As I reflect upon the celebration of Black History Month, I think about the unlikely heroes who profoundly touched the core of the African American community.
You won't find their names in the history books, nor are they on a plaque in the town square. Nevertheless, their contributions changed lives, caught those who were slated to fall through the cracks and left lasting impressions.
lf you would, indulge me for a moment to share the stories of these outstanding folks.
Let's start with the woman, affectionately named Ma Dear or Big Mama. She lacked a whole lot of education, but was one of the wisest women in the family. She could take an empty cupboard and prepare a feast for 12 children. Though she possessed little monetary resources, she instilled in her children a work ethic that produced countless professionals--including me, a politician.
Her heart was big, empowering her children to become a servant of the people. Her strength yielded food for the community and books for school children, and her kindness propelled other children to succeed in life. Her love was unconditional for all, looking past individual flaws to see future potentials in society.
Though her love was tender, her discipline was tough, but it defined an individual’s movement in life. Big Mama/Ma Dear’s labor produced doctors, lawyers, professors and even political leaders. Her name ought to be in the history books because her contributions are immeasurable, touching lives powerfully. But, it's not. However, I always salute the legacies of the Ma Dears and the Big Mamas because she is in every family.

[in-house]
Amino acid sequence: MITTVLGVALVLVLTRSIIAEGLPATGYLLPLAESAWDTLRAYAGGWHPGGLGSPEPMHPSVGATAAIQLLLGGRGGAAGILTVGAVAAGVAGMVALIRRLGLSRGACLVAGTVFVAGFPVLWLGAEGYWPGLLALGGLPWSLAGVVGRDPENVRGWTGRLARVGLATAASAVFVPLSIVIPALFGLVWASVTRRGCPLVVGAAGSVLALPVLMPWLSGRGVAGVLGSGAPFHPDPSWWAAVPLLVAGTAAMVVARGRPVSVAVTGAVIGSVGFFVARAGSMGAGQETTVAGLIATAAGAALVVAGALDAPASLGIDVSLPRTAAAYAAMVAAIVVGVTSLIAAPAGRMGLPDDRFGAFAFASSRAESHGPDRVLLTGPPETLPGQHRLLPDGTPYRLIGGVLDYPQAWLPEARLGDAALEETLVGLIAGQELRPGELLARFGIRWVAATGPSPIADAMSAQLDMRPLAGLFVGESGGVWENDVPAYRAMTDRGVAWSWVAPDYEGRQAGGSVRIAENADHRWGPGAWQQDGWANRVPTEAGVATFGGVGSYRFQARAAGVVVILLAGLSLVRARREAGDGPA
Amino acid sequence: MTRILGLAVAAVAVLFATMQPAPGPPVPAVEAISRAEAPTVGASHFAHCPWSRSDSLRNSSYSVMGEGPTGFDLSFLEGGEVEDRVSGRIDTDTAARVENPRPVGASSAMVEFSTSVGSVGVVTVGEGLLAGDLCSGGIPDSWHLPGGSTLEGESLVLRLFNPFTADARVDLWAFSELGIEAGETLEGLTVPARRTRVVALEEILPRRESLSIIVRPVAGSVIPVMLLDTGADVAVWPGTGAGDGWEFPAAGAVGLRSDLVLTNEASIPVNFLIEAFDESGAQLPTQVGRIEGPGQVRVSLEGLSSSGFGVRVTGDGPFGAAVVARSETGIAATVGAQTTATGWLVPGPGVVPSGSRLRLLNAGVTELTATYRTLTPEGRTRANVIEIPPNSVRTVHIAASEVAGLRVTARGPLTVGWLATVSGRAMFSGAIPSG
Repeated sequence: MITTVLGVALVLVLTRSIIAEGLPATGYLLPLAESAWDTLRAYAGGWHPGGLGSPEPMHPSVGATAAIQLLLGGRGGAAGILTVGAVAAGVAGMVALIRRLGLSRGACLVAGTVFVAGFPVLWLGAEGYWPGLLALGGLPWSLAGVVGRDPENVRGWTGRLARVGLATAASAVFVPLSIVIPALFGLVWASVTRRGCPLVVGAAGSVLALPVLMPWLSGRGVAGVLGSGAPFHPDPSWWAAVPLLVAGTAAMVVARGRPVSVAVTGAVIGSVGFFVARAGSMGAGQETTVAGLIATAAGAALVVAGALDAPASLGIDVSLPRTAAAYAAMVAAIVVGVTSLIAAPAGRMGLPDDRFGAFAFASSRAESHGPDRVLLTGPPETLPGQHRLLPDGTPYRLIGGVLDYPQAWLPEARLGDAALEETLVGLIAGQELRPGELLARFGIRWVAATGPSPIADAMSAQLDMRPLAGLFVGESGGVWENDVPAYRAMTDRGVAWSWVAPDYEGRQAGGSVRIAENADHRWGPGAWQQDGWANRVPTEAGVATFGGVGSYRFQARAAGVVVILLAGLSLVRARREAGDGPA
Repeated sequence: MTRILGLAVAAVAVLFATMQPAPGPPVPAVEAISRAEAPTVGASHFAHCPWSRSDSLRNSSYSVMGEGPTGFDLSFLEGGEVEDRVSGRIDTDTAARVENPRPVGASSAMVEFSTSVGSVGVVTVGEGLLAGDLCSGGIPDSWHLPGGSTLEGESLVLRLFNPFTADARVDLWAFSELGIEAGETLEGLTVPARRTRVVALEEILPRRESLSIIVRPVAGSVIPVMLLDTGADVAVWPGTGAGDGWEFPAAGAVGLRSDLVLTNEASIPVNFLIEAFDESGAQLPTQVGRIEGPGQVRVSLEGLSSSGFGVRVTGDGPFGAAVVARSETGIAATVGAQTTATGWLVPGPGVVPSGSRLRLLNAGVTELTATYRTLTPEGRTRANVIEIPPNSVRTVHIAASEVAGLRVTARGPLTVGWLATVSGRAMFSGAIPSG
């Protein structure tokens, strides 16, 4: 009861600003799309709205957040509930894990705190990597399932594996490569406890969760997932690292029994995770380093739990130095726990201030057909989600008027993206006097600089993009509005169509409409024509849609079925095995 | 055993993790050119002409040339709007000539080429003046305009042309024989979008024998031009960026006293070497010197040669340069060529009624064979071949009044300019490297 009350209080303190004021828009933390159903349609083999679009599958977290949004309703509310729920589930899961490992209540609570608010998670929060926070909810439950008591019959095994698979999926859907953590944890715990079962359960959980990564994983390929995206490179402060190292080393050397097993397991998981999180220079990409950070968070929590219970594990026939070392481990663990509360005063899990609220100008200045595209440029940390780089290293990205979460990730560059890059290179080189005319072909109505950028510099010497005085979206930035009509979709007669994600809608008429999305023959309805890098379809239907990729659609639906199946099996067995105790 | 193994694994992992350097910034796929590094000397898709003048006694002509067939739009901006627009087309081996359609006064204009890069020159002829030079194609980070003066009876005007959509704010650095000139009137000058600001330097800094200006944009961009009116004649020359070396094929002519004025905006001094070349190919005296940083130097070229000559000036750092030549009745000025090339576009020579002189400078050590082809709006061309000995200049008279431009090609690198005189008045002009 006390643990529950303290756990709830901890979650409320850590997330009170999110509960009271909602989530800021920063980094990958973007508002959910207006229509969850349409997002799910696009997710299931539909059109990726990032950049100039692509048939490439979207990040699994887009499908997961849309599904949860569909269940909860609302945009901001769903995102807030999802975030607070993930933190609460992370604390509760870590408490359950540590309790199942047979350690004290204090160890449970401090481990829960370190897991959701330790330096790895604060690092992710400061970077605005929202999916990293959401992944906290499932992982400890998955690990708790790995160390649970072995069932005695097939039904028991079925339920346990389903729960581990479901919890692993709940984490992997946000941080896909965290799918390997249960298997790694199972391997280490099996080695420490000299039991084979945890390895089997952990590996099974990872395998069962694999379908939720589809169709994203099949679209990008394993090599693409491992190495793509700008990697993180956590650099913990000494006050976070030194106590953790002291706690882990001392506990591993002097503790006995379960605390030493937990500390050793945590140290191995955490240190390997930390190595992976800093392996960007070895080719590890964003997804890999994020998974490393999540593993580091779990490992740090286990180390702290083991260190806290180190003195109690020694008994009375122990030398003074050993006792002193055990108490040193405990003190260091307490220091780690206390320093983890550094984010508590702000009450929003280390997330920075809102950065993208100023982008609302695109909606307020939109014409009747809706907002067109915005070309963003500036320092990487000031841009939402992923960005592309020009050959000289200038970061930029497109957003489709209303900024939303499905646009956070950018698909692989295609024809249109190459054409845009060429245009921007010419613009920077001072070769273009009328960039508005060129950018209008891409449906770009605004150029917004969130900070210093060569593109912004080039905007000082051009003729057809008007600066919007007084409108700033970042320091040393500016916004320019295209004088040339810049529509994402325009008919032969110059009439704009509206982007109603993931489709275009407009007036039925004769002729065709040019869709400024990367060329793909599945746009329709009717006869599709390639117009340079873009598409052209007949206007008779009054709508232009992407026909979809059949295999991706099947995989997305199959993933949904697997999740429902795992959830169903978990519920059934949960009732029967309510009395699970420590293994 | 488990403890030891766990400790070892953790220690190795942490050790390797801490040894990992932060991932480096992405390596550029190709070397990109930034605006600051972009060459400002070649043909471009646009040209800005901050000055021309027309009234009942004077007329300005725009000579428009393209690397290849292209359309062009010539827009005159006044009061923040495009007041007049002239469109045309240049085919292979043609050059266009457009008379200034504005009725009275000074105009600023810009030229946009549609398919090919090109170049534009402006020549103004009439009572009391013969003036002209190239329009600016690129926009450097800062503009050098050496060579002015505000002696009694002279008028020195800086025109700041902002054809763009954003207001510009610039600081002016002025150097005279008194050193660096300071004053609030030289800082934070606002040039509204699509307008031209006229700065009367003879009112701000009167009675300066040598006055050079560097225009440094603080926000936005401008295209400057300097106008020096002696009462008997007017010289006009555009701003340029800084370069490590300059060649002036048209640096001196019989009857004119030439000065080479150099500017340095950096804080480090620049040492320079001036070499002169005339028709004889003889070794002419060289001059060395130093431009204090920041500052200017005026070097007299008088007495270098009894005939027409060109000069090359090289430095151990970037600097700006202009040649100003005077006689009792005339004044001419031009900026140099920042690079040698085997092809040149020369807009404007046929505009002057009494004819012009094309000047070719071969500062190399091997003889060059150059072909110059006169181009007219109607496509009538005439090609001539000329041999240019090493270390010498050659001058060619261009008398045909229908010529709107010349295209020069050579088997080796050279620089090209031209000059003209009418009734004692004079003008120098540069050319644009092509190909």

I’d also like to spotlight my father, called Pa or Papa, who was the strong foundation that set families on the right road.
He was a soft spoken man who worked tirelessly in the fields to feed his crew. He prayed to a merciful God to protect his family and community. The sweat of his brow led countless souls to achieve ultimate success, and his callous hands and leathery face should be in the history books. Though it's not, I applaud Pas and Papas during this month.
Let's look at Miss Hettie, the old woman who was childless but loved on all the neighborhood children. Her story is not recorded, but she helped a lot of youngsters to stay on the road of success. At the time, many labeled her nosy, but now they realize she cared enough to insure their success.
I have come to realize that all heroes and sheroes are not only in the history books, but they are within our midst, in our families and communities. As Booker T. Washington said, "Success is to be measured not so much by the position that one has reached in life as by the obstacles which he has overcome while trying to succeed."